This story begins at the Annual Association for Cancer Research (AACR) 2016 Annual Meeting. I was attending a talk being given by Google showing the advances they had made in deep learning and the potential applications within the medical space. I was so captivated by the power of deep learning at the time (and saw where I could apply it within my work in TCR repertoire analyis - more on this later), that before the talk was over, I had purchased THE textbook on deep learning and would go through it along with earning a Udacity Nanodegree in deep learning.
ICIAR 2018 Challenge
After I had gone through the textbook on deep learning and the Udacity Nanodegree, I thought in order to really put these new skills to the test, I should participate in one of the machine learning challenges. With that, me and my co-mentor Alexander Baras entered into the ICIAR 2018 Challenge which was focused around diagnosing breast cancer histology. With Alex’s background as a pathologist, I was able to learn about the nuances and practical aspects of using deep learning in medical images.
Despite the promise of deep learning for applications in the medical field, due to the novelty of these applications, there exists little labeled data for supervised machine learning. However, prior work in the fields of deep learning has shown the power of a technique called ‘transfer learning,’ the idea being that pre-existing designed architectures (i.e. ResNet50, AlexNet, VGG16) that have been trained on possibly millions of images for over 1000 image classes can serve as ‘professional feature detectors’ for new visual recognition tasks where data may not be as abundant. While it may seem far fetched that a convolutional neural network (CNN) trained to recognize dogs and cats could recognize relevant features in medical imaging, Sebastian Thrun and his group demonstrated this exact concept could be utilized, generating results even better than when training a CNN de-novo to diagnose skin lesions. In our manuscript, we propose a method by which one can use ResNet50, a pre-trained CNN, as a feature detector for classification of normal, benign, in-situ, and invasive breast carcinoma. We propose a method by which convolving this pre-trained net at various magnifications of labeled pathology image tiles can serve to detect low and high-level features in digital pathology that can be ultimately used for the task of lesion classification.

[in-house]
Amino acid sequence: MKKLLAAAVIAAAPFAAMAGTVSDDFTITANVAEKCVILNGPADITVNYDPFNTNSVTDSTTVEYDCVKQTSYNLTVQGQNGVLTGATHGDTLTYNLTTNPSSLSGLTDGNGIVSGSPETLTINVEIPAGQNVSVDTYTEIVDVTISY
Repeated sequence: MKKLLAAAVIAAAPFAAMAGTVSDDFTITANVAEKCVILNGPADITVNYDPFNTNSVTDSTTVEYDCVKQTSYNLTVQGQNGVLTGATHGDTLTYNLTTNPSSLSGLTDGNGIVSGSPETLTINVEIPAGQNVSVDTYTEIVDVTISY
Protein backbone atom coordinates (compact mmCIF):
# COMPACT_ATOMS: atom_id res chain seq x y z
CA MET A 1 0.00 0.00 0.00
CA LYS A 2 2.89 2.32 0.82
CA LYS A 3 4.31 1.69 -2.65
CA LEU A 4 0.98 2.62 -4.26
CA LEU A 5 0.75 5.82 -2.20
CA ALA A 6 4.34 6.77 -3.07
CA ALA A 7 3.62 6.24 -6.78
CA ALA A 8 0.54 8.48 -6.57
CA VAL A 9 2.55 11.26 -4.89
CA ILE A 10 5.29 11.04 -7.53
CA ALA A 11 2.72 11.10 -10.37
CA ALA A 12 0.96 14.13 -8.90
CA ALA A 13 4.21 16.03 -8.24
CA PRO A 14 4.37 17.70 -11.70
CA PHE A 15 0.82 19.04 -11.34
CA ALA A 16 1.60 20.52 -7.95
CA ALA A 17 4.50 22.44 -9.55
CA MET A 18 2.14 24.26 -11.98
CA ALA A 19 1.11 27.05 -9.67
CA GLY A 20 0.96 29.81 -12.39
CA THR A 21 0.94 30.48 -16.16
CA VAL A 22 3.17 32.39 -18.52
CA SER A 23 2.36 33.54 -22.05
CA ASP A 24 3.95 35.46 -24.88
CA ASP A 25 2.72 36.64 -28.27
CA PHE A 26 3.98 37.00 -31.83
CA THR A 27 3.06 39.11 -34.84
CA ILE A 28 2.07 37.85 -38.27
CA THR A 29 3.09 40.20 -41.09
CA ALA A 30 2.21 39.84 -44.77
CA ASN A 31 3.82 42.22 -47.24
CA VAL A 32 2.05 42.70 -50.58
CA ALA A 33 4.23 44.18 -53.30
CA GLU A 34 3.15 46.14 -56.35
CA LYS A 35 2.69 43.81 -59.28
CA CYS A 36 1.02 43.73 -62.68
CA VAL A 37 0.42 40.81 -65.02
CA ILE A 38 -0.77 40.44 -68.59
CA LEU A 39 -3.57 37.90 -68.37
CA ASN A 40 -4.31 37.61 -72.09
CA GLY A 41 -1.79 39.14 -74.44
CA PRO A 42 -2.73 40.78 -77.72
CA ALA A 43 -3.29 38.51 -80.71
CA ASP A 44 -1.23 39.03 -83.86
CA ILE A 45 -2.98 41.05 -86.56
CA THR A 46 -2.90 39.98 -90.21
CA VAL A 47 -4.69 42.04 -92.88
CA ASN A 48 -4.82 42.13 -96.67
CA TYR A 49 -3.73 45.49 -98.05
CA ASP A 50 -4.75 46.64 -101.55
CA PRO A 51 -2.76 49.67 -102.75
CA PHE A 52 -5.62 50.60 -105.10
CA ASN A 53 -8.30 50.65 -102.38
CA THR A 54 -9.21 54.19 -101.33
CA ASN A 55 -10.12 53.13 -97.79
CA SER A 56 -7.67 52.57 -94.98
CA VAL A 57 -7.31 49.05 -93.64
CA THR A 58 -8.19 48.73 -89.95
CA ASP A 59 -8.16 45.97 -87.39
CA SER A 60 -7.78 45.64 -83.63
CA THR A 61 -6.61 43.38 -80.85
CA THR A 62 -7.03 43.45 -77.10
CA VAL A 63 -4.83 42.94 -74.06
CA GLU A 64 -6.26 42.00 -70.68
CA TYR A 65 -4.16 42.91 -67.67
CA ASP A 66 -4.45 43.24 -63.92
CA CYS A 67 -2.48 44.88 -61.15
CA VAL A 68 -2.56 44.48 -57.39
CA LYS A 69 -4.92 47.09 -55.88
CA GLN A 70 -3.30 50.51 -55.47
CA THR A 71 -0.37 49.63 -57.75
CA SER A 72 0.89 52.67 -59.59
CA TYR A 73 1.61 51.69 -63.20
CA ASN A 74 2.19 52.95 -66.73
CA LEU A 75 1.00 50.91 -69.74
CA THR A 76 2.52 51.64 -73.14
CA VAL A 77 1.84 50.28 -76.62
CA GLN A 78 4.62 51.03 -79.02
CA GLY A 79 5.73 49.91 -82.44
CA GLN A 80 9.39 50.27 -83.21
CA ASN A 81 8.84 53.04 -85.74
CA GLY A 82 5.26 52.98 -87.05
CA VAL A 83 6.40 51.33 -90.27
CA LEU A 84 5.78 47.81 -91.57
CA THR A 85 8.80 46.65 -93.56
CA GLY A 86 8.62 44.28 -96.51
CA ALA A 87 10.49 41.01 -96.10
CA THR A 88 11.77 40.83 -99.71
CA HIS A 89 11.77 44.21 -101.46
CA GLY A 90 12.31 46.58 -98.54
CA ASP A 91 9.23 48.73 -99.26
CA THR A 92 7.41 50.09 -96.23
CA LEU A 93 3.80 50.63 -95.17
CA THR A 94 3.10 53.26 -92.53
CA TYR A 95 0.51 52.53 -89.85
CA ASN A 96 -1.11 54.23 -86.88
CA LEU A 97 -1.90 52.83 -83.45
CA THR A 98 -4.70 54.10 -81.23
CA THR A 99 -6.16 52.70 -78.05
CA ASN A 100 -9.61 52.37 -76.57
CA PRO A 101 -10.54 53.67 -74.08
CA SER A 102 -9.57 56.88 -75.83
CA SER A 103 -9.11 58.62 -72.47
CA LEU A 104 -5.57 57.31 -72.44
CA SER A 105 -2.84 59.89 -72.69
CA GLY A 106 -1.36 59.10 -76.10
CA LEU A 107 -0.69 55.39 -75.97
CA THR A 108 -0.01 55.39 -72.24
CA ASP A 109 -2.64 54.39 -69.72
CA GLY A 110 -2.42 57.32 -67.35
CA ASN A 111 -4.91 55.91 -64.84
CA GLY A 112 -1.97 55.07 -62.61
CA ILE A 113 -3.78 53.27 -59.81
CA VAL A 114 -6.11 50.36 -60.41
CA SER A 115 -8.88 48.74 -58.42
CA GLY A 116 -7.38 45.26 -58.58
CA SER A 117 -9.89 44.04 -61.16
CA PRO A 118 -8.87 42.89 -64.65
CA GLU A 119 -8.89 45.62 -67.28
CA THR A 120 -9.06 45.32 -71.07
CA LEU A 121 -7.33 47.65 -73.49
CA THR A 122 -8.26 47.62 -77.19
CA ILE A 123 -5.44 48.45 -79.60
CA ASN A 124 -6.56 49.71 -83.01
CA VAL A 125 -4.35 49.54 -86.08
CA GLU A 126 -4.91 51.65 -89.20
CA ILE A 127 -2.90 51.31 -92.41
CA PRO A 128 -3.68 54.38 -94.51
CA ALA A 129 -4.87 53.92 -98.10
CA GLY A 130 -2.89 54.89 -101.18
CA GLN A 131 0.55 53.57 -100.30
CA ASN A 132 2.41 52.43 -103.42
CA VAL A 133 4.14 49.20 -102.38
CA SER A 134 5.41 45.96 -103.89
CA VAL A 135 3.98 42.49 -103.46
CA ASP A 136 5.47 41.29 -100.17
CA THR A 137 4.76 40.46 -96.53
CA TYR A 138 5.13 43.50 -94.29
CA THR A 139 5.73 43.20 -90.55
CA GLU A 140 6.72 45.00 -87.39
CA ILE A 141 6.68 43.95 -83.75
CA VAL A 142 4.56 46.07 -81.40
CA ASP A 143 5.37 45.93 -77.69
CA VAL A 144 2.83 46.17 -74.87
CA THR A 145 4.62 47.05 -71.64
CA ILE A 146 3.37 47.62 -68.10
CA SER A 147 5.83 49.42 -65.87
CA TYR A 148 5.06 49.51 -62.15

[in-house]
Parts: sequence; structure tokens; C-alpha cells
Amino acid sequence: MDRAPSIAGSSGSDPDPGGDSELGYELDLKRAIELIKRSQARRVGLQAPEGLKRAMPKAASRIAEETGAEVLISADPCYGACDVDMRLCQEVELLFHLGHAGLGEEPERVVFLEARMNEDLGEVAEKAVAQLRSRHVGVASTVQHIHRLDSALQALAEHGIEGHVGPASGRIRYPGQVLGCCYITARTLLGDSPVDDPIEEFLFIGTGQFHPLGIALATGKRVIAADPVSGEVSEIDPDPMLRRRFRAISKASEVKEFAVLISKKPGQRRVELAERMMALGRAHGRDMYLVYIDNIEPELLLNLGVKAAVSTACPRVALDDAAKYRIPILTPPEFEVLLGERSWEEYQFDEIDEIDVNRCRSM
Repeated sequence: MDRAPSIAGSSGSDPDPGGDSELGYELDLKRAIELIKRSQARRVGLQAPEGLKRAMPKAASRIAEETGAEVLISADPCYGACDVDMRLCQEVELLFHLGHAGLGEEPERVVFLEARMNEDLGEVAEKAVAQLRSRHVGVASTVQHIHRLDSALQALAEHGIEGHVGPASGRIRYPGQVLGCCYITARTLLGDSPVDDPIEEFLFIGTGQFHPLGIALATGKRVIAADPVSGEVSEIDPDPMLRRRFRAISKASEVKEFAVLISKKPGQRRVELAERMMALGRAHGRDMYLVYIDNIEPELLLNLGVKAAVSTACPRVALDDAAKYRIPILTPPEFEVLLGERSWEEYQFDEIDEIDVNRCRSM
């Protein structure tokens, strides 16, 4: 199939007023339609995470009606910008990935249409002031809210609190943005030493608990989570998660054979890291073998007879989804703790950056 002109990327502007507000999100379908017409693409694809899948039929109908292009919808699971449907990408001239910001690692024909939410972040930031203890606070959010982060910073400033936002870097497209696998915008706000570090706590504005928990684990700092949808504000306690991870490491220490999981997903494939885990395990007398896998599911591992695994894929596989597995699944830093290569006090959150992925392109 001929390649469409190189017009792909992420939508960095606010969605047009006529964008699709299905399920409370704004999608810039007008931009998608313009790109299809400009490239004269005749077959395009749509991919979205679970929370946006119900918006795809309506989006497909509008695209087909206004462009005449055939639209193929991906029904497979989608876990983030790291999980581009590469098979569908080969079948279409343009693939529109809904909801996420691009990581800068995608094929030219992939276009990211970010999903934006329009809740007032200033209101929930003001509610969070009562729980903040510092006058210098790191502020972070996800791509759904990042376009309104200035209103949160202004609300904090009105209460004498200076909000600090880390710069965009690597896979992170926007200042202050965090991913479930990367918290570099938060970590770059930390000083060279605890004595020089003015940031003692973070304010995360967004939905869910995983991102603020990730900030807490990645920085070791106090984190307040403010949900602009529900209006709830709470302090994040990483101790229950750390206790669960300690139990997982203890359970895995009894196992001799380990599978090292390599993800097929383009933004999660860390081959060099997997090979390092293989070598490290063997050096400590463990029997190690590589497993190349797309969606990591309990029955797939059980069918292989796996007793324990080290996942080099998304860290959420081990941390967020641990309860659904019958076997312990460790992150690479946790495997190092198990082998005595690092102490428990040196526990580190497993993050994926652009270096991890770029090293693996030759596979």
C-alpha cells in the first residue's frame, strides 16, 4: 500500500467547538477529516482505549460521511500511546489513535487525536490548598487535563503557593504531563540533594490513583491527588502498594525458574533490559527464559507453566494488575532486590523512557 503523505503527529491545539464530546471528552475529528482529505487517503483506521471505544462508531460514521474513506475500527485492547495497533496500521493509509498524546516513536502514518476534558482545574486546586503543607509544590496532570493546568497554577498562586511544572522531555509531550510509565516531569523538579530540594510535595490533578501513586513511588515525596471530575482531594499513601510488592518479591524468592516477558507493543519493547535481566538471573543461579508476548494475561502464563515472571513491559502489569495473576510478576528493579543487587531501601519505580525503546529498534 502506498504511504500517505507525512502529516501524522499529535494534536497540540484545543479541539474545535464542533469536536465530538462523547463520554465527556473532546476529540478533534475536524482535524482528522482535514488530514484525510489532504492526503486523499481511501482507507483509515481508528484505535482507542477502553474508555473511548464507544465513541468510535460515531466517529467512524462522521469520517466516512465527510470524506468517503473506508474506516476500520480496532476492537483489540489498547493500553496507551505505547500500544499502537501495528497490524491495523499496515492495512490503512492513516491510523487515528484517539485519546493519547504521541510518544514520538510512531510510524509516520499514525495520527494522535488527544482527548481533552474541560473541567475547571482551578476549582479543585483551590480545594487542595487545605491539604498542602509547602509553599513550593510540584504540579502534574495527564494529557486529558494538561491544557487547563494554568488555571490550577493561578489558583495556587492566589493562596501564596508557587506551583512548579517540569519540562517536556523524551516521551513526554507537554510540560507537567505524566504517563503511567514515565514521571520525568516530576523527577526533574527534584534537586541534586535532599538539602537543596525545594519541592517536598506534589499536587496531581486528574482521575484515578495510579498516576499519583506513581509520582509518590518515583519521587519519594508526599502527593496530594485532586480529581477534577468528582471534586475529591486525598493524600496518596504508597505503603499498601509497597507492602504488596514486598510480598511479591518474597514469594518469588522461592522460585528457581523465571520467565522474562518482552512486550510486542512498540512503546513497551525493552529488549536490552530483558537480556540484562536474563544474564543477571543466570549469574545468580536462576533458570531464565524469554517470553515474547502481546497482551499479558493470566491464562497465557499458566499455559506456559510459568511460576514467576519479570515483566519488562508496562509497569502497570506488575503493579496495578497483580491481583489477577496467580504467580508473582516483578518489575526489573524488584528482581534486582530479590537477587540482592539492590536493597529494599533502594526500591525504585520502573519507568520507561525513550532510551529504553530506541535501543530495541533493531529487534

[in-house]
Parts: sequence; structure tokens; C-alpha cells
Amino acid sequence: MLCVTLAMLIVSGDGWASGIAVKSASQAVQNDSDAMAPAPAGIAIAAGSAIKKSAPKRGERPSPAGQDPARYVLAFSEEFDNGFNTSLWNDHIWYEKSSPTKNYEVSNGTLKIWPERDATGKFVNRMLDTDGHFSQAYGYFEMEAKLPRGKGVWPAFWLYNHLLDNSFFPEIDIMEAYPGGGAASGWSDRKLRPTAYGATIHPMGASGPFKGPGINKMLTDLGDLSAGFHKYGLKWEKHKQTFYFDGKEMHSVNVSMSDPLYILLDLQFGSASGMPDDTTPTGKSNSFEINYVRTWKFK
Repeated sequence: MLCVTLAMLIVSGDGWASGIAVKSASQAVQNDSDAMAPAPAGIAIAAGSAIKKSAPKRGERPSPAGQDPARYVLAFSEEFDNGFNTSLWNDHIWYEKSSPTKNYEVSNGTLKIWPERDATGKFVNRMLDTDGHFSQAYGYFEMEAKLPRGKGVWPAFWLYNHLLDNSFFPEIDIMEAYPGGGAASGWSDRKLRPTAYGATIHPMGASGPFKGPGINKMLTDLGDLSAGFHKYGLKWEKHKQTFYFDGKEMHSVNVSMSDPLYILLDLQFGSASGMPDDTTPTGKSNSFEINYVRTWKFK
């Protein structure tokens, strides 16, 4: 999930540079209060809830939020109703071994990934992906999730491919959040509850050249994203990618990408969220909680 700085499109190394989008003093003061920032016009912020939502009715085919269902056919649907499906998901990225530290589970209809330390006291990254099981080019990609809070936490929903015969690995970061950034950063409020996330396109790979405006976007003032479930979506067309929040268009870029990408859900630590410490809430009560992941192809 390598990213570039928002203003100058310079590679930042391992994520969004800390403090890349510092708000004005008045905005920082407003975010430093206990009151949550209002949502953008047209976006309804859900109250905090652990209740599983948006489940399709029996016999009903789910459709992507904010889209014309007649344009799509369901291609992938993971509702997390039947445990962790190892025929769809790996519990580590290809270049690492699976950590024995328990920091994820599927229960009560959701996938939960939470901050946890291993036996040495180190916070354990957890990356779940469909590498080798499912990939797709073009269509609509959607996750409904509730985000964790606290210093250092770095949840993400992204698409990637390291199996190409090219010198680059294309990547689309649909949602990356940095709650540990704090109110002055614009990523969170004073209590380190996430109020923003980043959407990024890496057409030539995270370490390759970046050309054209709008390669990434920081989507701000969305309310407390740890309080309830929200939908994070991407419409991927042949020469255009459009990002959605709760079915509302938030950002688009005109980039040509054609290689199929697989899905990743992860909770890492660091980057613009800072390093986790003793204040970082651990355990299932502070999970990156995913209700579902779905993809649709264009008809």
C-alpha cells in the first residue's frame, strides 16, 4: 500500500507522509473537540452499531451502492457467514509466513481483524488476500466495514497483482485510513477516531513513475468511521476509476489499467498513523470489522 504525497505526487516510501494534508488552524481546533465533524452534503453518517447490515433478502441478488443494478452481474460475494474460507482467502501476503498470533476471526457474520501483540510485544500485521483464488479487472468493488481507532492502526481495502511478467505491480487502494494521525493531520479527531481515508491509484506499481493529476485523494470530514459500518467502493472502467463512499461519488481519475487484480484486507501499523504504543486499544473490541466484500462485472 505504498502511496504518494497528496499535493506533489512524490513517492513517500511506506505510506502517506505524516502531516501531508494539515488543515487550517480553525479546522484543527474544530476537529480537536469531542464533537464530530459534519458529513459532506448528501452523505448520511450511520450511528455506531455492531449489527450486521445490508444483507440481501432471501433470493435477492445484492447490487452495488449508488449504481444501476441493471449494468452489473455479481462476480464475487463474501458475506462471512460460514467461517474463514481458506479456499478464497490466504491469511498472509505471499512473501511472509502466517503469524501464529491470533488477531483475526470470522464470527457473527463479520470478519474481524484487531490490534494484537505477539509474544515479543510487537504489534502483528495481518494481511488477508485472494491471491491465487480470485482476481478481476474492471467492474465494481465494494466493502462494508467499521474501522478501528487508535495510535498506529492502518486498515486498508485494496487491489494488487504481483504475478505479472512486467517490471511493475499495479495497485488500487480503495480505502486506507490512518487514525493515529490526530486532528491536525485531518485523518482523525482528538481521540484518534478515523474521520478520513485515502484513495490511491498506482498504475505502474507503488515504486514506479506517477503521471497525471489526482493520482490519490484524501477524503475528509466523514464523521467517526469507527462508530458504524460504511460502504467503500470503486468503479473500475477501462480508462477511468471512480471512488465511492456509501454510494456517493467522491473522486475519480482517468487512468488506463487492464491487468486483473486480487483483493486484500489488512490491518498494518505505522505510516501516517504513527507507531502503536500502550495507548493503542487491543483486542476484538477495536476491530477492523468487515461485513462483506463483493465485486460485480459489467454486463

In our manuscript, we explore multiple methods to improve performance and generalizability of our model including image augmentation. In essence, we demonstrate our model achieves a high level of performance in differentiating between these different forms of breast histology. In the challenge, our model came in 16th place in the world and 3rd place in the United States.
While this project was not formally part of my doctoral work, it was my first hands-on experience and exposure to deep learning. This became the first step in using deep learning towards my study of T-cell repertoires, which became the original reason I wanted to learn how to implement methods in deep learning.